Most small businesses are started by individuals who work a regular job while launching their startup. Running a side business is a time-honored tradition. Unfortunately, most entrepreneurs go about this tradition the wrong way. This often creates problems at the office – jeopardizing the steady salary that your job brings.
This short article covers some of the basic rules of starting – and running – a side business while you have a full-time job. By the way, I speak from experience. I started my company while I was employed full time. Thanks to some careful planning, I managed to operate my startup “under the radar” until I was ready to jump ship. This approach afforded me a smooth transition from being an employee to being an entrepreneur.
If I had to summarize all these rules, I’d say “Keep it ethical.” Be sure you treat your employer and your boss with respect.
Rule #1: Don’t let your business interfere with your job
The most important rule of running a side business is to make sure that it does not interfere with your job. In an ethical sense, you owe your employer your full attention and you should do a great job for them. In a practical sense, your employer is providing your paycheck and livelihood. Don’t jeopardize that.
Strive to keep separate hours between your work and your business. I used to work a regular 9 – 5 job, so I know first-hand that this separation can be very difficult – but not impossible. I used to wake up very early so that I could get business done before leaving for the office. Likewise, I used to work late into the night. And if I had to meet with a client, I’d schedule a meeting for coffee after work. I simply asked them “We’re both busy – why don’t I meet you for a coffee at Starbucks at 6 pm?” I used this approach for a full year without major problems.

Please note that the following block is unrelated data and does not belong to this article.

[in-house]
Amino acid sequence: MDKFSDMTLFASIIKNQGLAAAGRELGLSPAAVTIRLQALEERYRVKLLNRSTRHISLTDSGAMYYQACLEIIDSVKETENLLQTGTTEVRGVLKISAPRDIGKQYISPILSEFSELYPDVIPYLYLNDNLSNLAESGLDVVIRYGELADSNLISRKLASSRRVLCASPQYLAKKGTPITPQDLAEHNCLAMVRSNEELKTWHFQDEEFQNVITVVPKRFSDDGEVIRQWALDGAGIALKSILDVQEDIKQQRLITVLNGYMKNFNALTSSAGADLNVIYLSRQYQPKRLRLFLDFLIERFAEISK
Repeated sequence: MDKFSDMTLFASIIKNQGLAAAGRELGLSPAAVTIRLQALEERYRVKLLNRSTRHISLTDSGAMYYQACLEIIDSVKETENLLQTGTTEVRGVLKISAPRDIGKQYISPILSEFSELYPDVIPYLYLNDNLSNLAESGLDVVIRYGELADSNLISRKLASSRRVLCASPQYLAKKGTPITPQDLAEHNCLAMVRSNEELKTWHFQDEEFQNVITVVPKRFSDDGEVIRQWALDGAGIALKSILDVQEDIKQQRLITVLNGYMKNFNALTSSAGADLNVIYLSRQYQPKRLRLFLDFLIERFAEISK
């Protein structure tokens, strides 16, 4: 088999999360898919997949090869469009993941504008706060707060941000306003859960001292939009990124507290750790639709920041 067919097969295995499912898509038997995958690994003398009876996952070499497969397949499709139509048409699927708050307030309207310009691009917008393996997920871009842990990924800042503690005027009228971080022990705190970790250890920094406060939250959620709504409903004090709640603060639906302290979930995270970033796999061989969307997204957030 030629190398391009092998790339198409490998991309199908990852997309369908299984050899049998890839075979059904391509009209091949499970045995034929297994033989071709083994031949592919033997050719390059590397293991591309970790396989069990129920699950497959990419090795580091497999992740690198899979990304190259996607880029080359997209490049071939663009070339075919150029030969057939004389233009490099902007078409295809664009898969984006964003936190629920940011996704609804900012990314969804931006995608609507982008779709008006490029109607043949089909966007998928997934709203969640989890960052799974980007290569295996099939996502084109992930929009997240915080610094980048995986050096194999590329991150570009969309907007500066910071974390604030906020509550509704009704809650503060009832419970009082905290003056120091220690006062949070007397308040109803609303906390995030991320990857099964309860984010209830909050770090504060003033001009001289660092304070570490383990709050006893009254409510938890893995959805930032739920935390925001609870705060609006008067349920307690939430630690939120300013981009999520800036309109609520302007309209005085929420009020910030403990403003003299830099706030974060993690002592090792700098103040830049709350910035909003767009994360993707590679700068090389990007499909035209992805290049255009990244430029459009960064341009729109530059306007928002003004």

Rule #2: Don’t run your business out of your employer’s office
Running your company out of your work office is bad form and probably very unethical. Also, running your company from the office also exposes you to the risk getting fired. Losing your job prematurely, in itself, could ruin your chances of successfully launching your startup.
If you must make a business call during the day, wait until you have a break. Even then, leave the building and make the call outside. To some this rule may seem a bit extreme, but it allows you to keep things completely separate. Also, it ensures that your call remains private.
Obviously, handling meetings is trickier than handling phone calls. If you must go to a meeting during business hours, consider taking some time off.
Rule #3: Don’t use your employer’s equipment
This rule is obvious. You should never use your employer’s equipment and supplies to run your business. Period. This is unethical. Breaking this rule is grounds for immediate termination.
Rule #4: Don’t compete with your employer
Make sure that your business does not compete with your employer’s business. If it does, consider stopping your business or quitting your job. Unfortunately, competing with your employer while working for them is unethical and will taint your reputation permanently. Furthermore, since most companies make employees sign non-compete agreements, you could get in serious legal trouble if your employer catches you operating a competing business.
Rule #5: Keep it private
Some entrepreneurs like to boast to their coworkers about the fact that they own a side business. Keep your business private. Telling your coworkers brings no tangible benefits and it increases the risk that your boss will find out.
By the way, you should also resist the urge to immediately tell your coworkers about your business after you quit and start working at your venture full time. Some of them may resent the fact that you were operating a side business while you were employed. I am not saying you should hide it from them or operate from the shadows. Not at all. If asked directly, answer directly. Just don’t flaunt it.
Rule #6: Quit with grace. Don’t burn bridges
Once you are ready to quit your job and go full-time with your business, be sure to quit with grace and style. Don’t be the person who insults their boss and tells them to “take this job and….”. Aside from being in bad taste, it’s also dumb. Most businesses fail, so your chances of success are not as good as you think. A day may come when you actually need your boss to write you a nice letter of recommendation.
Instead, do your best to leave on great terms. Thank your boss and your employer for the opportunity that they provided you, and wish them well.